Expectedly, the Nigeria Navy understanding the peculiarities of our international water way which impedes and robs us of this benefits, took a bold step as a critical player in the security supply chain, to create a “Secure Anchorage Area” for vessels desiring an added Secured Navigational services, along our economic free zone (200 nautical miles), especially against piracy and terrorism threats to ship and crew.
Ideally, it is the duty of the government to ensure that resources are directed to where they are most effective and needed.
In this regards, the Nigeria Port Authority (NPA) should be said to be partnering with the Nigeria Navy and the Nigeria Customs, etc to evolve a National Secured Trade & Logistics Program (a joint secured trade partnership program). The essence of this National Secure Supply Chain Management is to share responsibility between the government and businesses, which is achievable through partnership and active participation.
The idea is that, for the concept of a total security supply chain to thrive evenly, there is the need to balance between the needs of security and commercial efficiency. The concept must be anchored on a risk based approach.
- The Nigeria Navy “Secure Anchorage Area” – Is it truly an illegality as canvassed by NPA?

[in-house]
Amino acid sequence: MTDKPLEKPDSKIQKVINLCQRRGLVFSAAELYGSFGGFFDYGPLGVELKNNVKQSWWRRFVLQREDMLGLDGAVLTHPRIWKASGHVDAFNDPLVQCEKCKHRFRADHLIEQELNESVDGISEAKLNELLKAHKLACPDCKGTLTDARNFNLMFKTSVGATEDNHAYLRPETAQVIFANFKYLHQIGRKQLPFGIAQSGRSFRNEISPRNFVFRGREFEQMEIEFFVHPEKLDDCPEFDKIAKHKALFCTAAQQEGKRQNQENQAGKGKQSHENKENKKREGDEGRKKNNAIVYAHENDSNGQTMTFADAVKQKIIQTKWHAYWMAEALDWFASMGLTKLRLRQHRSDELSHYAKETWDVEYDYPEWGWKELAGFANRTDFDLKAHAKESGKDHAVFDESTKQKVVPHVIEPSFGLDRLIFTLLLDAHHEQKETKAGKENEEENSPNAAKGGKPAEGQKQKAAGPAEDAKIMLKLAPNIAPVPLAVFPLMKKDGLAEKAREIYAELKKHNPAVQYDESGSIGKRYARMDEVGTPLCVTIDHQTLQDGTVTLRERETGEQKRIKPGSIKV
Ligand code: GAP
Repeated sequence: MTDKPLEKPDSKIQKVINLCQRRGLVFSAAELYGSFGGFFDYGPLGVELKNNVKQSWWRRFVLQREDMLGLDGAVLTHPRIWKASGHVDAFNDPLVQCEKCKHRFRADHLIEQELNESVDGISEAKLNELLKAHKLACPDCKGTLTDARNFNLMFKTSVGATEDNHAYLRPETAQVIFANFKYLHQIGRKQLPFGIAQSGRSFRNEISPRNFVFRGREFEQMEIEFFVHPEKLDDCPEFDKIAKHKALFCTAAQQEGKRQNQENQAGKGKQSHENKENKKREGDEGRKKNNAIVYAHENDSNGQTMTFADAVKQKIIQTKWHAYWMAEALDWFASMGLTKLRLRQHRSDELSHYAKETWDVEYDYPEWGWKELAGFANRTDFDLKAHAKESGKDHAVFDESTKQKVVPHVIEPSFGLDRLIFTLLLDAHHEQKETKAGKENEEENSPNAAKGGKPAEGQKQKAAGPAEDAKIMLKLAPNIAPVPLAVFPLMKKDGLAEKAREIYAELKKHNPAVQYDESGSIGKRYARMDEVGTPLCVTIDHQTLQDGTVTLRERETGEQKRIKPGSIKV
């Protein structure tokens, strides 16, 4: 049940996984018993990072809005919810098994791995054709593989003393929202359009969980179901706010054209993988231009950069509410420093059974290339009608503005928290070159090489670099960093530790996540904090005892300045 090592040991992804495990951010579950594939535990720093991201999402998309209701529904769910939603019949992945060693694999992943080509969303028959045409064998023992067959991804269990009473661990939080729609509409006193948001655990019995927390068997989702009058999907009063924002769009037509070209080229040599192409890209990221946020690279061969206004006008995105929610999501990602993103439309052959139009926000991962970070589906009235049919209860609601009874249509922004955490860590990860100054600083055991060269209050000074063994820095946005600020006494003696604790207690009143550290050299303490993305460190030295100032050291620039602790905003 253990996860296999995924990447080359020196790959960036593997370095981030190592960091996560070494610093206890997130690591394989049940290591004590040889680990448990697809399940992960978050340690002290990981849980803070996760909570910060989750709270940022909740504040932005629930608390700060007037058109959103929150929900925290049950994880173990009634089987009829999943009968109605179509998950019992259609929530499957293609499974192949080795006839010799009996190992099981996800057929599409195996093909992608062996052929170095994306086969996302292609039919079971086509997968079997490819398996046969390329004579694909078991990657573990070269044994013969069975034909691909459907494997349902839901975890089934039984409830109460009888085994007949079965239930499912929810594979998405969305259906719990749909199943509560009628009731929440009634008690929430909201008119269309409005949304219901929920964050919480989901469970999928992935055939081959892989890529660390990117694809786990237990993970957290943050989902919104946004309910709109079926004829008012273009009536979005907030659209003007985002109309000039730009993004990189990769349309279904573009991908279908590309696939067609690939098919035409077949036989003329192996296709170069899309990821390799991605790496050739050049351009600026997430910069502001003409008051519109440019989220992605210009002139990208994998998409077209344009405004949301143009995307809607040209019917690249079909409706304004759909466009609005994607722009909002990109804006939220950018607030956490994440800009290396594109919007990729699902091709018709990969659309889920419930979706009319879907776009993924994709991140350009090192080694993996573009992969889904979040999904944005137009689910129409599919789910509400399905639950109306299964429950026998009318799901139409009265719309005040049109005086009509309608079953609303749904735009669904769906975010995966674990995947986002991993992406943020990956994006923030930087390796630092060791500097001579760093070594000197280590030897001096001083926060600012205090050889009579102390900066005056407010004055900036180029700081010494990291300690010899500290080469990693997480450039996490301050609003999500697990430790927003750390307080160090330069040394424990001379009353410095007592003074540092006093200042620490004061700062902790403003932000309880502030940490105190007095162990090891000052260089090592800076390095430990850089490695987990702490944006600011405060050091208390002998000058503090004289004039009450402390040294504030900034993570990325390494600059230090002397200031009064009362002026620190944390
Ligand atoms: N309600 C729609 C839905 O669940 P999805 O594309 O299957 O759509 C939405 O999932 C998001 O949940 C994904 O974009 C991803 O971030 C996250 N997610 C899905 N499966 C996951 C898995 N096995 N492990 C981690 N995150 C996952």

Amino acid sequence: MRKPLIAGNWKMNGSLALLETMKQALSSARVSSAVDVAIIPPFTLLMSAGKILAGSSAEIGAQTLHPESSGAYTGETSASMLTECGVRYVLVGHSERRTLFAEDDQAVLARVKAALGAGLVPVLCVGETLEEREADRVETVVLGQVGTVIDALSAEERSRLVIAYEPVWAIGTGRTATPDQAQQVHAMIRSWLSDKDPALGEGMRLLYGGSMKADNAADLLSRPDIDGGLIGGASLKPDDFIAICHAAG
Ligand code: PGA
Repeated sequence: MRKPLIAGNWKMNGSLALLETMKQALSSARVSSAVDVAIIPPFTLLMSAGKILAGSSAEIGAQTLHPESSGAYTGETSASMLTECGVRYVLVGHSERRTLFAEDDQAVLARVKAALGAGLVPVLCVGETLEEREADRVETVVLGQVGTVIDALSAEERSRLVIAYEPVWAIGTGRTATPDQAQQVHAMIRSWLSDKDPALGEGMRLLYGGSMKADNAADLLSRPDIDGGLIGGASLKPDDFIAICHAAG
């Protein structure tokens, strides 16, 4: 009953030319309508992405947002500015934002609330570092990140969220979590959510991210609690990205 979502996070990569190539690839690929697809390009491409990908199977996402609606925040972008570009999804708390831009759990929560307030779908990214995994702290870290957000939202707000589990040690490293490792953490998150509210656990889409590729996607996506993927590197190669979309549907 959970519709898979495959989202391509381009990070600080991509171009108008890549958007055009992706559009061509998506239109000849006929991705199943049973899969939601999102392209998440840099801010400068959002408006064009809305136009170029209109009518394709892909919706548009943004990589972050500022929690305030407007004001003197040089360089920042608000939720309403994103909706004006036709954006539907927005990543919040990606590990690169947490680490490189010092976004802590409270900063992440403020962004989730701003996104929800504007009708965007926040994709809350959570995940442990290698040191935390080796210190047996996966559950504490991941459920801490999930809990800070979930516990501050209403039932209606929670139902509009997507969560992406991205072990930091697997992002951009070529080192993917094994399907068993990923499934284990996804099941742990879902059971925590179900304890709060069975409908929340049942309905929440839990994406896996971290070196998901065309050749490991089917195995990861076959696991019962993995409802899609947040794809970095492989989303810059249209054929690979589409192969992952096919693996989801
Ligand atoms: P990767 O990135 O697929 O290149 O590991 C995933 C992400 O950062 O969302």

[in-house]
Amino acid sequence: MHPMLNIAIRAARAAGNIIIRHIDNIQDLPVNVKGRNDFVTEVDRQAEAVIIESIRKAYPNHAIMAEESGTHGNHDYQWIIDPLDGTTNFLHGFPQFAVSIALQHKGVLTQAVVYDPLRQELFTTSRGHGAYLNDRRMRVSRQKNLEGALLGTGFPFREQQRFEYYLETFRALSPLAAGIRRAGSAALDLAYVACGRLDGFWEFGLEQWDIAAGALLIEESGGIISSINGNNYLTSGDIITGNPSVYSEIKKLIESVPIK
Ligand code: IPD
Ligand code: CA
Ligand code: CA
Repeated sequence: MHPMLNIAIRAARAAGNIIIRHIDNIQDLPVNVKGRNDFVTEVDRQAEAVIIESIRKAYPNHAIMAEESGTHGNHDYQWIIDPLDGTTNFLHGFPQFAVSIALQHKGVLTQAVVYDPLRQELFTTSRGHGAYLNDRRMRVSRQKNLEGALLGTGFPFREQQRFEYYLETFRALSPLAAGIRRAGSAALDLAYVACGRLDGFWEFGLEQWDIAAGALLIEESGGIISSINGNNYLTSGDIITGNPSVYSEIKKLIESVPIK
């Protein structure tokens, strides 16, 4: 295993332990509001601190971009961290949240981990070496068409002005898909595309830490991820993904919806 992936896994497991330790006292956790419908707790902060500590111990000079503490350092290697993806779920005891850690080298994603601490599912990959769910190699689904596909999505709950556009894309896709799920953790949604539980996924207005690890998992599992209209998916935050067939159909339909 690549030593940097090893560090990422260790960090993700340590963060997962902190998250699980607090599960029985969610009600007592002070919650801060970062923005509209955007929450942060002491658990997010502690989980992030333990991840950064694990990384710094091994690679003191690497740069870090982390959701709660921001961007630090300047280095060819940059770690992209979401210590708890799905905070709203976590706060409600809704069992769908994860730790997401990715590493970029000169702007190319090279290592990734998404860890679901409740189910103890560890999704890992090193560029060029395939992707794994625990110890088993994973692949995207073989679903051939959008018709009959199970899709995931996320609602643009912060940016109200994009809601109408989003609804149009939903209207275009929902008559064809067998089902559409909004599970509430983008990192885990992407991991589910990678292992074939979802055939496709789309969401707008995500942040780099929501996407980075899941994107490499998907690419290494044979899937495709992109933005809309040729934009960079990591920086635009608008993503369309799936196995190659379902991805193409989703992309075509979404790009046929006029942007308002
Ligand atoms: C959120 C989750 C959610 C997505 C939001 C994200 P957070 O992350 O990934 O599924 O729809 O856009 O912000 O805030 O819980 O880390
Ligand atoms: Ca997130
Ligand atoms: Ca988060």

In other climes, the territorial waters (including the Inland waters, coastal waters, international seas) are under the total control of the Navy, a typical example here, the American Navy otherwise referred to as the “Maritime Americans”.
It is always Navy (Marines) first before any other commission or agency. In Nigeria, a legislative provision seems to have subtly changed the workings, as functions of other legislative Acts seem to tactically put the Navy roles in a weak side line.
Understandably, NPA, by its enabling Act has jurisdiction on any revenue connected to our water, but not really, in the context of a security arrangement which from onset it expressed handicapped, nonchalant and lacked professional indepth.
The Navy created the S.A.A at a material time when the NPA lacked logistics solutions to stem the increasing Ppracy activities on our water, in response to the global quests for anti and counter terrorism obligations.
Within same period, NIMASA leased or outsourced Messrs West to provide a platform for security and surveillance activities within our territorial waters.
In the face of reality, the Navy actually has the right of first refusal where the NPA insist on dismantling or reconcessioning the platform.
It is on record that past NPA leaders applauded and commended the nature of this distinct efficient service provided by the Navy’s SAA.
- Questions agitating the minds of the stakeholders:
How come after years of providing essential services, same NPA under another leadership now sees the Navy SAA as a usurper or Illegality?